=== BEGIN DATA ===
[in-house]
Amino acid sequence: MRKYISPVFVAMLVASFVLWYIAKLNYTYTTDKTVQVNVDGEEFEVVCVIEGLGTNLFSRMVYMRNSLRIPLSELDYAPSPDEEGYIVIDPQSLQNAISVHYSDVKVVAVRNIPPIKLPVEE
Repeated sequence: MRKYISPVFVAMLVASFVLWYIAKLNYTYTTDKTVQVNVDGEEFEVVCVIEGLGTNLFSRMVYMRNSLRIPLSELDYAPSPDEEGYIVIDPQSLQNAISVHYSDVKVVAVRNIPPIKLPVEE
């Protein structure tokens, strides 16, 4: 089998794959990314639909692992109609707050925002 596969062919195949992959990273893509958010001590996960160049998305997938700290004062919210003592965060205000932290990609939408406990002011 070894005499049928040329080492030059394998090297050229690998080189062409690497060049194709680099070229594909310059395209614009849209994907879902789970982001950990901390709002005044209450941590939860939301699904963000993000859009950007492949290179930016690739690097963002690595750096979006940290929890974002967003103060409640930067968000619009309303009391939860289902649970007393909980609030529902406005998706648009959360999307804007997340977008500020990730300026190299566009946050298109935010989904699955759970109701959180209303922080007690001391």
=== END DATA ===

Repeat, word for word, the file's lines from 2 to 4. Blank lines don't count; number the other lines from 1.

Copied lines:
Amino acid sequence: MRKYISPVFVAMLVASFVLWYIAKLNYTYTTDKTVQVNVDGEEFEVVCVIEGLGTNLFSRMVYMRNSLRIPLSELDYAPSPDEEGYIVIDPQSLQNAISVHYSDVKVVAVRNIPPIKLPVEE
Repeated sequence: MRKYISPVFVAMLVASFVLWYIAKLNYTYTTDKTVQVNVDGEEFEVVCVIEGLGTNLFSRMVYMRNSLRIPLSELDYAPSPDEEGYIVIDPQSLQNAISVHYSDVKVVAVRNIPPIKLPVEE
């Protein structure tokens, strides 16, 4: 089998794959990314639909692992109609707050925002 596969062919195949992959990273893509958010001590996960160049998305997938700290004062919210003592965060205000932290990609939408406990002011 070894005499049928040329080492030059394998090297050229690998080189062409690497060049194709680099070229594909310059395209614009849209994907879902789970982001950990901390709002005044209450941590939860939301699904963000993000859009950007492949290179930016690739690097963002690595750096979006940290929890974002967003103060409640930067968000619009309303009391939860289902649970007393909980609030529902406005998706648009959360999307804007997340977008500020990730300026190299566009946050298109935010989904699955759970109701959180209303922080007690001391």